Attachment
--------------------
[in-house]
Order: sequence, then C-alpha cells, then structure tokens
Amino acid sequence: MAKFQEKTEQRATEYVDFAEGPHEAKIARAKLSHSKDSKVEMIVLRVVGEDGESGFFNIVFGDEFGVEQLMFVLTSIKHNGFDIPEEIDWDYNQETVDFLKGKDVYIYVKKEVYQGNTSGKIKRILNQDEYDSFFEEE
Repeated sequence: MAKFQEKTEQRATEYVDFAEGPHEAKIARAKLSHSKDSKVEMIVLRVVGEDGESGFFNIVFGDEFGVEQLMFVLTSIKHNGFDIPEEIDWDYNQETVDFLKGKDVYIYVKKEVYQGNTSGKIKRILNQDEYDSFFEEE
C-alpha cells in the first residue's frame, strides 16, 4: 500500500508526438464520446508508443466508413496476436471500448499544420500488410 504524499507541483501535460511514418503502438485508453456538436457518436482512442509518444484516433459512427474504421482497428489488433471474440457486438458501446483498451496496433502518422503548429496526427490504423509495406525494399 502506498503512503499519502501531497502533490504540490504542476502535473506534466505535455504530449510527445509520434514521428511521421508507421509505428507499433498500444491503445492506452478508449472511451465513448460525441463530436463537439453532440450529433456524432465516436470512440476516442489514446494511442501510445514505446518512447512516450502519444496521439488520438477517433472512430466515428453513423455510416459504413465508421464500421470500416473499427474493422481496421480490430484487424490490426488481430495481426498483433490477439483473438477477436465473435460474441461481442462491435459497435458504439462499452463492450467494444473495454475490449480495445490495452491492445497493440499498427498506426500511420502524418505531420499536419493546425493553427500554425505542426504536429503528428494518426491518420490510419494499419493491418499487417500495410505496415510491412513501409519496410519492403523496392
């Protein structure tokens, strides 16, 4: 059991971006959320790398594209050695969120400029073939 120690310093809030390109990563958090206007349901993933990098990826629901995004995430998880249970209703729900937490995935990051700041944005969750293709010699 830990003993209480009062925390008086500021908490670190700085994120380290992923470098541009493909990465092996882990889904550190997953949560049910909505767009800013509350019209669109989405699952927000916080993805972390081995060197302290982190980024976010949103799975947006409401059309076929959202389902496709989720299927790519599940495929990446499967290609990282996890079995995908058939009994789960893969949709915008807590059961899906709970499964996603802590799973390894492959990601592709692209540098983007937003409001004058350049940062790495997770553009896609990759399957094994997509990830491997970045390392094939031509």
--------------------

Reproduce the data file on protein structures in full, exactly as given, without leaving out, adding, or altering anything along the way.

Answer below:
[in-house]
Order: sequence, then C-alpha cells, then structure tokens
Amino acid sequence: MAKFQEKTEQRATEYVDFAEGPHEAKIARAKLSHSKDSKVEMIVLRVVGEDGESGFFNIVFGDEFGVEQLMFVLTSIKHNGFDIPEEIDWDYNQETVDFLKGKDVYIYVKKEVYQGNTSGKIKRILNQDEYDSFFEEE
Repeated sequence: MAKFQEKTEQRATEYVDFAEGPHEAKIARAKLSHSKDSKVEMIVLRVVGEDGESGFFNIVFGDEFGVEQLMFVLTSIKHNGFDIPEEIDWDYNQETVDFLKGKDVYIYVKKEVYQGNTSGKIKRILNQDEYDSFFEEE
C-alpha cells in the first residue's frame, strides 16, 4: 500500500508526438464520446508508443466508413496476436471500448499544420500488410 504524499507541483501535460511514418503502438485508453456538436457518436482512442509518444484516433459512427474504421482497428489488433471474440457486438458501446483498451496496433502518422503548429496526427490504423509495406525494399 502506498503512503499519502501531497502533490504540490504542476502535473506534466505535455504530449510527445509520434514521428511521421508507421509505428507499433498500444491503445492506452478508449472511451465513448460525441463530436463537439453532440450529433456524432465516436470512440476516442489514446494511442501510445514505446518512447512516450502519444496521439488520438477517433472512430466515428453513423455510416459504413465508421464500421470500416473499427474493422481496421480490430484487424490490426488481430495481426498483433490477439483473438477477436465473435460474441461481442462491435459497435458504439462499452463492450467494444473495454475490449480495445490495452491492445497493440499498427498506426500511420502524418505531420499536419493546425493553427500554425505542426504536429503528428494518426491518420490510419494499419493491418499487417500495410505496415510491412513501409519496410519492403523496392
């Protein structure tokens, strides 16, 4: 059991971006959320790398594209050695969120400029073939 120690310093809030390109990563958090206007349901993933990098990826629901995004995430998880249970209703729900937490995935990051700041944005969750293709010699 830990003993209480009062925390008086500021908490670190700085994120380290992923470098541009493909990465092996882990889904550190997953949560049910909505767009800013509350019209669109989405699952927000916080993805972390081995060197302290982190980024976010949103799975947006409401059309076929959202389902496709989720299927790519599940495929990446499967290609990282996890079995995908058939009994789960893969949709915008807590059961899906709970499964996603802590799973390894492959990601592709692209540098983007937003409001004058350049940062790495997770553009896609990759399957094994997509990830491997970045390392094939031509």